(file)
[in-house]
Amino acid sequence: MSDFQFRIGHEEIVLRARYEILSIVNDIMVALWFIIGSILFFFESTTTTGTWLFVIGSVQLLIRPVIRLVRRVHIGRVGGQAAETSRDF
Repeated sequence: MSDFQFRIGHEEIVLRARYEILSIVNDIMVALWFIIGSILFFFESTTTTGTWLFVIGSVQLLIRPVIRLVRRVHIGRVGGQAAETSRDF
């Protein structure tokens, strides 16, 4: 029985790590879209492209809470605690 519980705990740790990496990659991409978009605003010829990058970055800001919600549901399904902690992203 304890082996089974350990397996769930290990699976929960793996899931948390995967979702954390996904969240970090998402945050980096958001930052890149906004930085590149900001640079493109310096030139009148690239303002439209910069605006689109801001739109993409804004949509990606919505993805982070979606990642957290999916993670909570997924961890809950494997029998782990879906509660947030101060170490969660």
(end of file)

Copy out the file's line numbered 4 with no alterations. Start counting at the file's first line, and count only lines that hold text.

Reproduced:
């Protein structure tokens, strides 16, 4: 029985790590879209492209809470605690 519980705990740790990496990659991409978009605003010829990058970055800001919600549901399904902690992203 304890082996089974350990397996769930290990699976929960793996899931948390995967979702954390996904969240970090998402945050980096958001930052890149906004930085590149900001640079493109310096030139009148690239303002439209910069605006689109801001739109993409804004949509990606919505993805982070979606990642957290999916993670909570997924961890809950494997029998782990879906509660947030101060170490969660």